1984 By George Orwell

Review By Pedro Alvarez

Plot

Winston Smith Lives in London, or what is left of it after years of constant warfare and government oppression has left of it. Rocket Bombs are constantly demolishing buildings and killing civilians by the dozens. Not much is known of the world before the war started, the government of Oceania has altered all records and of the past making it impossible to know how the past was like before the totalitarian government took over. The Party has also succeeded in brainwashing and constantly monitoring the entire population.they have managed to convince the citizens of any facts or ideas they want, even if the ideas are obviously wrong or contradict each other. The brainwashing has also become strong enough the bonds between people are almost nonexistent; people must become utterly and completely devoted to the party, and if they are not they will disappear and people will forget they ever existed Winston works for the government in a low-level place in the records department in the ministry of truth, which is anything but. Winston spends his days rewriting documents to fit the party's propaganda then incinerating the original copies. But Winston also keeps an illegal diary (Which would get him killed instantly if anyone ever found out) and much dislikes the government. He has heard legends about a mysterious group fighting against the government called "The brotherhood" . But how is Winston to find anybody with thoughts like his when a single a few words or even the suggestion of non-conformity could get him tortured and killed?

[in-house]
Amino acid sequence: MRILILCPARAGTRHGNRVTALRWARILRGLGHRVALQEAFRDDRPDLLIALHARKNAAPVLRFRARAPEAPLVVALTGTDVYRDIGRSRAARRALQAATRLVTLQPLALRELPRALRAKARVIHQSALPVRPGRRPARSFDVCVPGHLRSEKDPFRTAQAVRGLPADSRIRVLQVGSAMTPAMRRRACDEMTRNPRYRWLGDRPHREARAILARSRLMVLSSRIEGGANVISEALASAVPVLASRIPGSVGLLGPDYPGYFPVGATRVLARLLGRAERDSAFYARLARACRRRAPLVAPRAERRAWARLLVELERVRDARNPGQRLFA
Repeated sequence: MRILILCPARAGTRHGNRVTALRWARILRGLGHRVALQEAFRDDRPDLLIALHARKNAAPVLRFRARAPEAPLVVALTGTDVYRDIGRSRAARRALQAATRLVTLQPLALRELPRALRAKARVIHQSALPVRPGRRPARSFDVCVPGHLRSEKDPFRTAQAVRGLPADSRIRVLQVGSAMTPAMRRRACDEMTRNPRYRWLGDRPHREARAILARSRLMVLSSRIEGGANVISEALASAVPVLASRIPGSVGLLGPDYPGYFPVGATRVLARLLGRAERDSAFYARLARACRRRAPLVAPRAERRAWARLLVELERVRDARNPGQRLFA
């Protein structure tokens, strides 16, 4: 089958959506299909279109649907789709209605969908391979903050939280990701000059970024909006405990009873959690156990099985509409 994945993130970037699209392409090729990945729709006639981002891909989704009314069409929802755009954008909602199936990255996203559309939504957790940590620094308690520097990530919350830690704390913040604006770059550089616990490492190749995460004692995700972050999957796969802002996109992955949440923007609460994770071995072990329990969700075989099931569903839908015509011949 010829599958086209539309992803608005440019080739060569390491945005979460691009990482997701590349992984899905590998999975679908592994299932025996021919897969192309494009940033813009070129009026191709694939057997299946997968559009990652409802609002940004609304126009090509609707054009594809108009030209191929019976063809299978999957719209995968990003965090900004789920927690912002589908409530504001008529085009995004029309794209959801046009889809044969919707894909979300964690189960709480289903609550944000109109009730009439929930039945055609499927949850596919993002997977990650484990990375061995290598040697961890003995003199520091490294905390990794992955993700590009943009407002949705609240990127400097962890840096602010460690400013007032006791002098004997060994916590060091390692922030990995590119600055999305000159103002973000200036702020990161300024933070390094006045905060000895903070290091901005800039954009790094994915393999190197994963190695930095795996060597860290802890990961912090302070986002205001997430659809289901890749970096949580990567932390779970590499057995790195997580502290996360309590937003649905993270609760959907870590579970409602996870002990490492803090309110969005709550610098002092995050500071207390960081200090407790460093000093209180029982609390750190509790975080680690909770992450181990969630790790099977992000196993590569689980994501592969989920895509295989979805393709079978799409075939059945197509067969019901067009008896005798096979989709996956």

Rating:

8/10

I really enjoyed reading this book. through out the whole book there was constant tension due to the possibility of Winston getting caught and killed. I enjoyed reading about how the world works with such an oppressive government. I recommend this book to anyone who is interested in preserving freedom and seeing what happens when freedom is destroyed.

Works cited

Orwell, George. 1984. New York: New American Library, n.d. Print.